The Spiny-headed Tree Frog finds itself on the endangered species least do to habitat destruction primarily, but it is often considered of least concern.
The Spiny-headed Tree Frog doesn’t exactly cover a range in Central America, but has some more or less dense populations in Mexico, Honduras, Costa Rica and Panama. Although, the population in Mexico has dwindled due to deforestation, and it may have been entirely extirpated from the area.
In Costa Rica, the Spiny-Headed Tree Frog is found most often in areas of montane and premontane cloud forest. Because this frog thrives in Costa Rica, it can also be found in upper lowland forests, subtropical and tropical zones. Some destinations that you might expect to at least hear the frog chirping in the night include the Monteverde Cloud Forest Reserve, La Selva Biological Station, Rincón de la Vieja Volcano National Park and Arenal Volcano National Park.
Mating & Reproduction
During the rainy season, males call from bromeliads and tree holes to attract female suitors for breeding. The female will then lay three to five fertilized eggs in a clutch of around 160 eggs. Once the young tadpoles have hatched, they make meals of the unfertilized eggs in order to survive. After about 60 to 130 days, the tadpole metamorphoses into an immature frog.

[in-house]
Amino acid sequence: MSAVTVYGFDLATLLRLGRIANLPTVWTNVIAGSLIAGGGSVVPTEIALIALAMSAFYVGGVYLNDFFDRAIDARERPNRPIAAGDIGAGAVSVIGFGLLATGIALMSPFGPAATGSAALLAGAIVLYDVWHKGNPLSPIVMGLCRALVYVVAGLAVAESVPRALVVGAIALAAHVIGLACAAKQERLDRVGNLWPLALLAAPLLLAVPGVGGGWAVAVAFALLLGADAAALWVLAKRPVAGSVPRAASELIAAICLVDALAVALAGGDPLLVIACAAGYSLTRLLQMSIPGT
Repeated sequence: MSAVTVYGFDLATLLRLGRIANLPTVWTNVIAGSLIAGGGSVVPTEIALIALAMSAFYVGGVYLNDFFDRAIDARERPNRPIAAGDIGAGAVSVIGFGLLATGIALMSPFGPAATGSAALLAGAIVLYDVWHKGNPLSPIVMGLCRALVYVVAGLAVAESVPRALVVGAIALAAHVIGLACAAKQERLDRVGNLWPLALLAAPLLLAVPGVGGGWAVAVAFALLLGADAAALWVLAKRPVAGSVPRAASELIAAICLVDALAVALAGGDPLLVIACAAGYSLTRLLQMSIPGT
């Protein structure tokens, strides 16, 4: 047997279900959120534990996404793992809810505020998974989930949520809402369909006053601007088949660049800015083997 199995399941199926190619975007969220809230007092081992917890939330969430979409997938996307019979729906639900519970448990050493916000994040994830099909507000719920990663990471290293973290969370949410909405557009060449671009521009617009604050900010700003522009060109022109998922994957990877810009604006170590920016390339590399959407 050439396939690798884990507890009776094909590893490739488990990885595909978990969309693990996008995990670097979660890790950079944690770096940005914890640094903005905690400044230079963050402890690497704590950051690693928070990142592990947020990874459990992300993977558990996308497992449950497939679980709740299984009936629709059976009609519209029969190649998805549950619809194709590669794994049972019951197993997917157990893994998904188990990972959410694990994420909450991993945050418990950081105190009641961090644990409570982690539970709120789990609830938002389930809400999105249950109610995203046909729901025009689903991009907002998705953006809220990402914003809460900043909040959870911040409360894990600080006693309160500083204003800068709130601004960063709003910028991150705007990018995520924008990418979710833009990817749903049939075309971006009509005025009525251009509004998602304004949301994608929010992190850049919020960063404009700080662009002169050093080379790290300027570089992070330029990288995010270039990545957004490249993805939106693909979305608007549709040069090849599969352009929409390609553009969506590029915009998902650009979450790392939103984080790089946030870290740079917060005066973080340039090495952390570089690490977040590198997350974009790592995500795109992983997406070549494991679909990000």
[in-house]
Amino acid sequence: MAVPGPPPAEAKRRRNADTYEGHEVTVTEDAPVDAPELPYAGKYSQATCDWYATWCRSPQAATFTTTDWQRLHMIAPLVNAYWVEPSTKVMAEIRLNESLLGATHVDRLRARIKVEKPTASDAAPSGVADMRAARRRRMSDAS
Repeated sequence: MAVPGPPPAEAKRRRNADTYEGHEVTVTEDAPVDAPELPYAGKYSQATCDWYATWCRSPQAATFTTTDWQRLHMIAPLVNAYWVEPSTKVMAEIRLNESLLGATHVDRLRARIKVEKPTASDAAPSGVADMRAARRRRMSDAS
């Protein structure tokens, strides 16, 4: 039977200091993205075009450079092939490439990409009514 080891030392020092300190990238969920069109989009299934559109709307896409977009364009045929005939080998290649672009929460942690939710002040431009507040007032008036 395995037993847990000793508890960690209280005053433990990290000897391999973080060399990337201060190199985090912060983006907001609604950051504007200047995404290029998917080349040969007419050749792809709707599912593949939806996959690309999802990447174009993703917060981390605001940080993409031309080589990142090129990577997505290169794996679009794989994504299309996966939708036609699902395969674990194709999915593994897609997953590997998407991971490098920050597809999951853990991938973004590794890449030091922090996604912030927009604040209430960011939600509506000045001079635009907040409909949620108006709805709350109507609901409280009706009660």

Spiny-headed Tree Frogs are rarely seen due to their arboreal lifestyle. They are primarily carnivorous, and will make meals of formicine ants and mites outside of the time when they are tadpoles. They spend almost the entirety of their lives in the trees, and may only head down in the dry season when water becomes sparse in tree cavities.
The Spiny-headed Tree Frog is also sometimes referred to as the Crowned Frog, because the nodes that protrude from just below the frog’s eyes resemble a crown. The frog is seldom scene in the wild, but it is heard quite often. If you would like to see the spiny headed tree frog while visiting Costa Rica, you should headed to the amphibian aquarium at the Monteverde Cloud Forest Reserve.
Locations in Costa Rica: Monteverde Cloud Forest Reserve, La Selva Biological Station, Rincón de la Vieja Volcano National Park, Arenal Volcano National Park
Diet: formicine ants, mites, unfertilized eggs (tadpoles only)
Habitat: upper lowland forests, montane forests, tropical & subtropical forests
Size: length=58-80 mm weight=undefined
Species: Anotheca Spinosa